Lyft wants to make a turnkey autonomous car brain

Chris Davies - Mar 14, 2018, 4:58pm CDT
Lyft wants to make a turnkey autonomous car brain

Lyft has inked a self-driving car deal with automotive supplier Magna, to develop a turnkey driverless car brain that could be licensed out to automakers. The deal, announced today, will see Magna invest $200m into Lyft, as the two work together on adding autonomous vehicles to the ride-sharing firm’s fleet.

Left will be hosting the co-development at its Palo Alto engineering center, where the company is already working on self-driving vehicle technology. Magna, meanwhile, will be responsible for manufacturing. Its staff will join Lyft’s development team onsite, using their background in vehicle safety, driver assistance systems, and more to shape the research into something commercially practical.

The results of that will pivot into Lyft’s ride-sharing operations. The autonomous system will learn its road talents, in part, by observing the data from the Lyft network: that, the company says, generates more than five billion miles of travel each year. Self-driving vehicles using the technology will then be sent out as ride sharing cars, though Lyft concedes that it’s not going to be an immediate process.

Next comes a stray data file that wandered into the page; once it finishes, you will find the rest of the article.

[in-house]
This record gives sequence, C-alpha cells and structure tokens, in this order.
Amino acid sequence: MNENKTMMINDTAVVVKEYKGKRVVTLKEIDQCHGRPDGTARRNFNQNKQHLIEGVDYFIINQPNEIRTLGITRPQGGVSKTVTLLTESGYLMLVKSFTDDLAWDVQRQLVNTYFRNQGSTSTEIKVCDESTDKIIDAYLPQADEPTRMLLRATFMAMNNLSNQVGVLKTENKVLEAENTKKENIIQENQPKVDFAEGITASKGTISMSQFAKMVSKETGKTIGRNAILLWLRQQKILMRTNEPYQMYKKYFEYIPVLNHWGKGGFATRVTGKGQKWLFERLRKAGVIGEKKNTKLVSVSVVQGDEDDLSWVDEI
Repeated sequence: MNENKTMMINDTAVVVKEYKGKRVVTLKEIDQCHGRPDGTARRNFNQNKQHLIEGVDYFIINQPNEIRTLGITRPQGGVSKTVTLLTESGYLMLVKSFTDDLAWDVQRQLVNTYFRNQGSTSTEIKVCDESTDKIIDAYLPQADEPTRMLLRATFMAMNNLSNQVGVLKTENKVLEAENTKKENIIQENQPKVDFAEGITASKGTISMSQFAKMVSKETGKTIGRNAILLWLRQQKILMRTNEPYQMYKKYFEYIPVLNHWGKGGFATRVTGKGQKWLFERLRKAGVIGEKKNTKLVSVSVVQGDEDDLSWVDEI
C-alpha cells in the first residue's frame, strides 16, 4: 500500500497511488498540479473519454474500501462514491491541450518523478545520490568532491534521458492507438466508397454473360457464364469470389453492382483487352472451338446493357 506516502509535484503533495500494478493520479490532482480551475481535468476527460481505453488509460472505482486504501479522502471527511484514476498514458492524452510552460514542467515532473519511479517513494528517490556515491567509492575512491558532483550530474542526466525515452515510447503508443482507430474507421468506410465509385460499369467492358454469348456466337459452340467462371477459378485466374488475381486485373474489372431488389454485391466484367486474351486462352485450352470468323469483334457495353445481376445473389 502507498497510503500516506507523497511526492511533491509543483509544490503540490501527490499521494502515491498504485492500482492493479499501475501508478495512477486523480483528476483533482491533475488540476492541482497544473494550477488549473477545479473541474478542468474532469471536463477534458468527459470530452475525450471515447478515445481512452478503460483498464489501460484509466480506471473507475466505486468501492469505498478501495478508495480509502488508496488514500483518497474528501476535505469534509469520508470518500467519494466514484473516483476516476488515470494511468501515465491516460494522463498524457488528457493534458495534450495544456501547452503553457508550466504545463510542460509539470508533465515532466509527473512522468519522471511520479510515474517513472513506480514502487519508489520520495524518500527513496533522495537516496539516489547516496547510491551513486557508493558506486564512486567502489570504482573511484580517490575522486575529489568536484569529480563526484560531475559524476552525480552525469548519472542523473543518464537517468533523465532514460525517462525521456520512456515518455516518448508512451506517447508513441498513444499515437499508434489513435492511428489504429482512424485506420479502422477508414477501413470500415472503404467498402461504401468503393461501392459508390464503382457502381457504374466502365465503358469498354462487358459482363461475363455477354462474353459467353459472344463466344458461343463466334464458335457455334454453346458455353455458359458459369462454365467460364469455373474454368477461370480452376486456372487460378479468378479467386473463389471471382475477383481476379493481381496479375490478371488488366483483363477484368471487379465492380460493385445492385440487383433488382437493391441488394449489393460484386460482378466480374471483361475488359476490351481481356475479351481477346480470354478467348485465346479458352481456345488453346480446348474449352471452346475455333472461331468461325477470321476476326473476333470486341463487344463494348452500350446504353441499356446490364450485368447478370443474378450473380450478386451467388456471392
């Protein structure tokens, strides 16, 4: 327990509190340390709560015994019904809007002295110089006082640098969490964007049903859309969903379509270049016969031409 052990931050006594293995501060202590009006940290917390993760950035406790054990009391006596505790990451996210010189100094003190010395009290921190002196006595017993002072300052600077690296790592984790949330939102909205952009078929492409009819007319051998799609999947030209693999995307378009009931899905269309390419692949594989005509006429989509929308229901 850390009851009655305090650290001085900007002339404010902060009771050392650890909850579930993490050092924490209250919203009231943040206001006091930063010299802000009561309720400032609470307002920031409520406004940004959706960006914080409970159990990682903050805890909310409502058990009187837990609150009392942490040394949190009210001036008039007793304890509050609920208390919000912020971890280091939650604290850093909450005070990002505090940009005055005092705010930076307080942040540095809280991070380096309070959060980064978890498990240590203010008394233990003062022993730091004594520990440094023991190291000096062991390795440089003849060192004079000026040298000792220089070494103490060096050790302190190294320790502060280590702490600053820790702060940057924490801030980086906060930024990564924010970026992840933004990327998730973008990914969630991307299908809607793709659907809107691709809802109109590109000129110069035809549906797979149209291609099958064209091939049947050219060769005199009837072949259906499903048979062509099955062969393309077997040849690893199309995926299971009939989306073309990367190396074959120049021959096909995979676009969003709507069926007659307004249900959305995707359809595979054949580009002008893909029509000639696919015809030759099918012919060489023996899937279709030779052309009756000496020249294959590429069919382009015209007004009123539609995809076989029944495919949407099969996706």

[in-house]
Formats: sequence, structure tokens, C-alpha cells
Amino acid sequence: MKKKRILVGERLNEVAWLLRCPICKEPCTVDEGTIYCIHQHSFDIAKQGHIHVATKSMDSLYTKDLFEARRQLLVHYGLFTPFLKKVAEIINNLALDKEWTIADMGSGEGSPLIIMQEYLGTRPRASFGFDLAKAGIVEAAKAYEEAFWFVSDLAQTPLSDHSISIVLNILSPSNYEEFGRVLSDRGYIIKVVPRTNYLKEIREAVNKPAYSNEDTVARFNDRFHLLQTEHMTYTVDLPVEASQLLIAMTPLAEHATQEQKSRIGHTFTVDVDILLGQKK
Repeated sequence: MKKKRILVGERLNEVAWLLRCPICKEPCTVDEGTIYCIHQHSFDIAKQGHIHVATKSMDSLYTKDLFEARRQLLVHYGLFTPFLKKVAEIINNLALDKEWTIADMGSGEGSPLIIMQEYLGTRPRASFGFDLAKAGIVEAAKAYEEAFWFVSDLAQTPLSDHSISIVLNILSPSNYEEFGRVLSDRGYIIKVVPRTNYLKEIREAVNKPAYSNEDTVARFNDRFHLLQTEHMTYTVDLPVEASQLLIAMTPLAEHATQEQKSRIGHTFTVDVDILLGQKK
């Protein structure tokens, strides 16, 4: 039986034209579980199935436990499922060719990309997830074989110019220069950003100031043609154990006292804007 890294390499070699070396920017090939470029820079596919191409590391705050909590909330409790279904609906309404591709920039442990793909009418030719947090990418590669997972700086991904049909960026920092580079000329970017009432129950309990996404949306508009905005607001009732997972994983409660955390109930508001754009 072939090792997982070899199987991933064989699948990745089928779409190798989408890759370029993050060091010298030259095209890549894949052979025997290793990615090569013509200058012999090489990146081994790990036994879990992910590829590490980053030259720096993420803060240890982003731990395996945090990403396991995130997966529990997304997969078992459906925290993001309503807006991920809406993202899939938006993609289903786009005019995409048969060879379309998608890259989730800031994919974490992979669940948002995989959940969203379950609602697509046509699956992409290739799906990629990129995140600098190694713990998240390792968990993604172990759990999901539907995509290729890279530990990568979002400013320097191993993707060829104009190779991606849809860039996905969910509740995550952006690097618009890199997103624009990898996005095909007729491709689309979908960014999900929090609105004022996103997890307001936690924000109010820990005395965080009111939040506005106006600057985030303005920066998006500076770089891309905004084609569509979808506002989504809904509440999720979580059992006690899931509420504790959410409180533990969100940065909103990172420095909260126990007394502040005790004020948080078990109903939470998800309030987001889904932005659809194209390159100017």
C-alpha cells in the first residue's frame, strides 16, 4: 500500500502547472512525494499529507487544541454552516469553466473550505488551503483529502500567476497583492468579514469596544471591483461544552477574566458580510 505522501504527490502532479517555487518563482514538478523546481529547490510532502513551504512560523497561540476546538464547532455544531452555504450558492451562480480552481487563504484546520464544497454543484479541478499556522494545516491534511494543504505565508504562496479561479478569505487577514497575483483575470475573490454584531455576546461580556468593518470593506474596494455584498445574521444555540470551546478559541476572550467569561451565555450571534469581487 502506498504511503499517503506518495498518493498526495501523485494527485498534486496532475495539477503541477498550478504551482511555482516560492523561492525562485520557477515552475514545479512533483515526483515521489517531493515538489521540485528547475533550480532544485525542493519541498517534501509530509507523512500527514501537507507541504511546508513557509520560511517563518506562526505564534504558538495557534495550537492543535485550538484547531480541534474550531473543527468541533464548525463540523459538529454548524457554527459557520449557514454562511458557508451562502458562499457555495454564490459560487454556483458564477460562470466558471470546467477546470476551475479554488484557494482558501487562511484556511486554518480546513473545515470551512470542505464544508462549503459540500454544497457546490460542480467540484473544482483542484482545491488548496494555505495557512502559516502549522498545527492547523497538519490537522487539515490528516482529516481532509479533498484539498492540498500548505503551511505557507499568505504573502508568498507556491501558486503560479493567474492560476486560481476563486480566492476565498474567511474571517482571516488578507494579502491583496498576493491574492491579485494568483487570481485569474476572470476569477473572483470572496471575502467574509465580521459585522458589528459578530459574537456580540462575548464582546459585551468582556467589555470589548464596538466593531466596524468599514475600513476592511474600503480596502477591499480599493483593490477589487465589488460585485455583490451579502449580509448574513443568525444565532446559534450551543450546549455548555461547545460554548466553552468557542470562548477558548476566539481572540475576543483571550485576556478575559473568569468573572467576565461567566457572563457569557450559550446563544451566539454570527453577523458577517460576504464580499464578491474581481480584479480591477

Still, exactly how that will impact Lyft’s commercial business – and what changes it might encourage – is unclear at this stage. However, Lyft CEO Logan Green suggested, one possibility is of a subscription-based model that could effectively replace individual car ownership. Such a plan would offer subscribers a certain number of miles per month for a fixed fee.

The implications go beyond just Lyft, mind. The two companies will share the jointly-created IP, but Magna also has plans to commercially deploy it across the auto industry more broadly. Indeed, Magna – in addition to the $200m it’s investing in Lyft equity – will be funding this new partnership.

Its goal is what a number of companies are working on: a driverless vehicle system that can be sold or licensed to automakers which would prefer not to build their own systems from scratch. It’s expected to be market-ready “over the next few years,” the companies suggest, in what Green says “will democratize access” to autonomous technology.

Initially, the plan is to work on a commercially-viable Level 4 system. That would mean a self-driving vehicle that was able to operate entirely independently from humans within it – leaving them to play on their phone, read a book, or sleep – though only in specific areas or circumstances. That’s usually taken to mean geofenced environments where advanced high-definition maps have been prepared, among other factors.

Beyond that, the two firms do have intentions to develop a Level 5 system. However given that would need to be capable of operating completely independently in any situation, industry experts believe it’s still some way off.


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